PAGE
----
Tuesday, 21 May 2013


On Friday I went to bed early excited at the prospect of getting up early and teaming up with the others to find something good at the farm, after an arrival of scarce migrants on the south and east coast. Despite turning in at about 9.00pm I only started to drift off around 11.00pm. Dreams of Hoopoes and Red-backed Shrikes around Horse Pasture were then interrupted by the pager screaming at me from my desk. Half-asleep, I looked at remarked 'Oh, Dusky Thrush in Kent... that's good', then went back to bed. Hang on....  that said DUSKY THRUSH IN KENT!!!!!!!!!! I texted a couple of people, set my alarm for 3.30am and tried to get some sleep but by the time 1.00am came around and I hadn't so much as sloomed I thought the best thing would be to drive to the site there and then and hopefully feel tired enough to sleep in the car pre-dawn following the drive. Just as I left my flat, Ian replied to my text that I'd sent earlier and I told him that I'd changed my plans and was on my way but could pick him up. He reluctantly agreed, dumbfounded at my plan of action. It turned out we weren't the nuttiest of them all, though, as on arrival at 3.00am there were already some people present! We unsuccessfully tried to catch up on our sleep before the first rays of light diffused through the sky, our signal to start searching.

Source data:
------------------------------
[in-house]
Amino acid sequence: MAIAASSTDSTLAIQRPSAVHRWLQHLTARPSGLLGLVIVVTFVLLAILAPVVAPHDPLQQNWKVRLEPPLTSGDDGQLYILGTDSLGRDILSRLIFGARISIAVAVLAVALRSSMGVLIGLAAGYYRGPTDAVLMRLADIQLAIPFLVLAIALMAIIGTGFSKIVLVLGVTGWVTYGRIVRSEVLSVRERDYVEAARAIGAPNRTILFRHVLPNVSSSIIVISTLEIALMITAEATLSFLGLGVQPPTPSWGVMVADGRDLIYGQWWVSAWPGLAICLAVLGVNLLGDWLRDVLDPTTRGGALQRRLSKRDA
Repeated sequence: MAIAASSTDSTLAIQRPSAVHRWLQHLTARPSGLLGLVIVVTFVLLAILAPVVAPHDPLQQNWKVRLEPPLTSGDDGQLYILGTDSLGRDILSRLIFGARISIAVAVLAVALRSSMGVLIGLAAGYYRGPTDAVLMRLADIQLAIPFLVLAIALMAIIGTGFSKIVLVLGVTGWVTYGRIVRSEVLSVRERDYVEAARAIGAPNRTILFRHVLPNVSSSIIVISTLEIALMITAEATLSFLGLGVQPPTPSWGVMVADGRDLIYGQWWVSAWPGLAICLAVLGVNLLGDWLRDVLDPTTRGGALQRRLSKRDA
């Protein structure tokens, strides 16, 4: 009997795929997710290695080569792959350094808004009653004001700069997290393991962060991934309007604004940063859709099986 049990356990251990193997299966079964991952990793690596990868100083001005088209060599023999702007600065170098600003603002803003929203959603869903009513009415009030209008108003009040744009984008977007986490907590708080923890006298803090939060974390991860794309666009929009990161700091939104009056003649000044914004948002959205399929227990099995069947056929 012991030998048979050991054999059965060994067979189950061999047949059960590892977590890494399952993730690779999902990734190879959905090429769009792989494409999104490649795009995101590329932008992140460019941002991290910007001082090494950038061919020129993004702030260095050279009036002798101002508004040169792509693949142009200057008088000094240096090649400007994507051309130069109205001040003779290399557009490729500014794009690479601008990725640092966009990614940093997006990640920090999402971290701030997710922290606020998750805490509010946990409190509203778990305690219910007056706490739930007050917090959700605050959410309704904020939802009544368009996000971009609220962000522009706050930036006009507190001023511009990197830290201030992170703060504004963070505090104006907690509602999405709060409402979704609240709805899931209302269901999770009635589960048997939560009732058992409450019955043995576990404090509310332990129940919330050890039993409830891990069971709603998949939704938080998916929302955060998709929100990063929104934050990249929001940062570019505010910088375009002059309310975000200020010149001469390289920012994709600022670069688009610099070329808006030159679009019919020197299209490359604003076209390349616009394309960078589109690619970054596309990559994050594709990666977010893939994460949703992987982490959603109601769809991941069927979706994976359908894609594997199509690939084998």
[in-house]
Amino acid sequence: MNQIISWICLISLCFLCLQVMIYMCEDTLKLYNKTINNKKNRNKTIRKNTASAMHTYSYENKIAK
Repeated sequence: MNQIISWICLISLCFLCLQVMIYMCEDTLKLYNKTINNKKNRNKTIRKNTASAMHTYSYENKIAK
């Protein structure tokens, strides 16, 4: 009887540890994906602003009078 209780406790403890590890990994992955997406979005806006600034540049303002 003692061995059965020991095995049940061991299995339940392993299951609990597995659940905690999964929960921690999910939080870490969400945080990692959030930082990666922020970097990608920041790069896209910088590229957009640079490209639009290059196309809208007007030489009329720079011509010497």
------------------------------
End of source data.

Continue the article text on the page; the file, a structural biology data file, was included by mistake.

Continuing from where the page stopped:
It was a big cemetery and nobody really knew where to look so the assembled masses systematically filtered through the grounds, looking for the bird or for a gravestone/tree that matched those in the images of the bird online. People seemed to find the right area and we stayed there for a little while before scouting other areas. Of course we soon saw people dashing back to the theorised location, dodging headstones on the way. We joined the stampede and soon were on the female DUSKY THRUSH as it perched atop a small tree. The excitement and relief coming from everybody was more noticeable than perhaps any other twitch I've been on, this really was a grade-A rarity and it didn't give any trouble in terms of viewing. Numbers of people had swelled to hundreds and whenever the bird flew to a different tree there was a bit of a mass movement and this most probably prevented it from feeding as much as it would have liked, but at least people became a little calmer as the morning progressed. Just before 8.00am, having had several good views of the bird, Ian and I headed home.